Objective: To estimate the long-term fiscal consequences of attention deficit hyperactivity disorder (ADHD) on the German government and social insurance system based on differences in educational attainment and the resulting differences in lifetime earnings compared with non-ADHD cohorts.
Methods: Differences in educational attainment between ADHD and non-ADHD cohorts were linked to education-specific earnings data. Direct and indirect tax rates and social insurance contributions were linked to differences in lifetime, education-specific earnings to derive lost tax revenue in Germany associated with ADHD. For ADHD and non-ADHD cohorts we derived the age-specific discounted net taxes paid by deducting lifetime transfers from lifetime gross taxes paid.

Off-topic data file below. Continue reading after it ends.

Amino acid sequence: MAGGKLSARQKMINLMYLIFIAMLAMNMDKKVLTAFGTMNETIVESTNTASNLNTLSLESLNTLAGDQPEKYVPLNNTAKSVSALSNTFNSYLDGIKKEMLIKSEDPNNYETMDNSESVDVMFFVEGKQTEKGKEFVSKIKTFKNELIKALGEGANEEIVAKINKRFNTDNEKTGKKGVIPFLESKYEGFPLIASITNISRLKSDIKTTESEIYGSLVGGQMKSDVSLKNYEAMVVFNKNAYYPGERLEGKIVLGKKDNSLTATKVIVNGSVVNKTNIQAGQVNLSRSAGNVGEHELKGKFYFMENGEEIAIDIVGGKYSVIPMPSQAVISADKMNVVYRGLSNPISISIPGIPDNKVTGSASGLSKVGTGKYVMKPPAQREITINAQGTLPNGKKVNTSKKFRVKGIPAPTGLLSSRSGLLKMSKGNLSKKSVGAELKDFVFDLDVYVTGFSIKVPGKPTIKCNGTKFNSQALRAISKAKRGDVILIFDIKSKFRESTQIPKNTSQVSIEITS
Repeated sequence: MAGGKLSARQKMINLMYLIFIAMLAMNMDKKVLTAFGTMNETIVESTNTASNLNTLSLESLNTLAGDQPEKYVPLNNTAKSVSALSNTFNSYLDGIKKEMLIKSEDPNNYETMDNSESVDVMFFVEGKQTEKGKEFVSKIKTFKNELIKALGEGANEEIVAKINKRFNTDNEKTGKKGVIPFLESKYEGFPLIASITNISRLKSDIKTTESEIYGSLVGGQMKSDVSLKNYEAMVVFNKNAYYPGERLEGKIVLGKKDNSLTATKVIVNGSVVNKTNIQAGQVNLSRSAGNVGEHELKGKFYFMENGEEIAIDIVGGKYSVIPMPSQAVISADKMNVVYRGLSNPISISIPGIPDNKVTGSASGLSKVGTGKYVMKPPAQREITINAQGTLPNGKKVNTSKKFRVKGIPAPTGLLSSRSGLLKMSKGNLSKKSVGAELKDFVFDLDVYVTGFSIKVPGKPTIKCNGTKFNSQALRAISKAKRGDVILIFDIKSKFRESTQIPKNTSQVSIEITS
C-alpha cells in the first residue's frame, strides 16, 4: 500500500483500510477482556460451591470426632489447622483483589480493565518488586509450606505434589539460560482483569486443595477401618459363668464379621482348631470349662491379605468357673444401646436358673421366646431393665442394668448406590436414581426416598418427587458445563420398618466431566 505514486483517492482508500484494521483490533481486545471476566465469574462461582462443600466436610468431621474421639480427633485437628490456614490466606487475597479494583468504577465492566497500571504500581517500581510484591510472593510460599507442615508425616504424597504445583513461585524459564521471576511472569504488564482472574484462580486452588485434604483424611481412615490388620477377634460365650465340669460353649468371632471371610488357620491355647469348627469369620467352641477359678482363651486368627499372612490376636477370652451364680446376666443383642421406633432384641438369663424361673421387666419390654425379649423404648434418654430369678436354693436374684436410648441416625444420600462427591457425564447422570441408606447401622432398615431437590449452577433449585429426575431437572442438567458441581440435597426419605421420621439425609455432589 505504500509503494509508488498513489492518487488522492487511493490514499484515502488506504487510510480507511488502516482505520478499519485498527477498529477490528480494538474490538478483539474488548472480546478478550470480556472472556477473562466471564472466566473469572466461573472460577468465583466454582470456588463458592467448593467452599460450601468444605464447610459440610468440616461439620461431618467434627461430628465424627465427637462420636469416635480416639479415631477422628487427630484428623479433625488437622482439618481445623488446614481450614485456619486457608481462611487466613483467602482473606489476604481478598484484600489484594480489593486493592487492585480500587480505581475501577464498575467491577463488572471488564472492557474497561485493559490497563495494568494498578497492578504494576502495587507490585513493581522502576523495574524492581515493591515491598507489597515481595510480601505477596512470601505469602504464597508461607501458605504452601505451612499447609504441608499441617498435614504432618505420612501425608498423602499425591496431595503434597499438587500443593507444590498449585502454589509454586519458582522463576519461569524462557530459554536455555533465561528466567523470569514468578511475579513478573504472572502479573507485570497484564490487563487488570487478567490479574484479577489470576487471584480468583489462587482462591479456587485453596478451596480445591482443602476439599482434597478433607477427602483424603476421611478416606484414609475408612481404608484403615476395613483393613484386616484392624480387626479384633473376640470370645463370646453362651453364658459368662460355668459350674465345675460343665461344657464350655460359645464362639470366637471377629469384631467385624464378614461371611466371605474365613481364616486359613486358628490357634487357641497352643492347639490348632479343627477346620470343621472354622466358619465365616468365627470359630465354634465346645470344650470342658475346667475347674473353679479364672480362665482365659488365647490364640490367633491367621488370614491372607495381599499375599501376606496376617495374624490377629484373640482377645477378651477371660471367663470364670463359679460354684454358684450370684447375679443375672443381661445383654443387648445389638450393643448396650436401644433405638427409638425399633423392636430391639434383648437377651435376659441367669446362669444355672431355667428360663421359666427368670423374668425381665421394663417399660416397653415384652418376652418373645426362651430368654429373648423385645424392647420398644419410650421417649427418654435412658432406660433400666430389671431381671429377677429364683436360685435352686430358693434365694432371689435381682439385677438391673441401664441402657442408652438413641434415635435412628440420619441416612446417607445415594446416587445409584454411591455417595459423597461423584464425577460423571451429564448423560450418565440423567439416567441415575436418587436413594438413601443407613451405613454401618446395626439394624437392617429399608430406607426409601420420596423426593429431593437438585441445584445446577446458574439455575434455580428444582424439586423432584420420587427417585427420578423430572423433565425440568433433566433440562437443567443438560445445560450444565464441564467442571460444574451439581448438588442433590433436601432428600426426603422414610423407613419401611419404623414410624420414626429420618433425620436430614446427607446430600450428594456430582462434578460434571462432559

Results: The lifetime net tax revenue for a non-ADHD individual was approximately 80,000 higher compared to an untreated ADHD individual. The fiscal burden of untreated ADHD, based on a cohort of n=31,844 born in 2010, was estimated at 2.5 billion in net tax revenue losses compared with an equally-sized non-ADHD cohort. ADIAD interventions providing a small improvement in educational attainment resulted in fiscal benefits from increases in lifetime tax gains.
Conclusions: ADHD results in long-term financial loss due to lower education attainment and lifetime reduced earnings and resulting lifetime taxes and social contributions paid. Investments in ADHD interventions allowing more children to achieve their educational potential may offer fiscal benefits generating a positive rate of return.
|Number of pages||7|
|Journal||Journal of Mental Health Policy and Economics|
|Publication status||Published - Mar-2013|
- ATTENTION-DEFICIT/HYPERACTIVITY DISORDER
- ADULT ADHD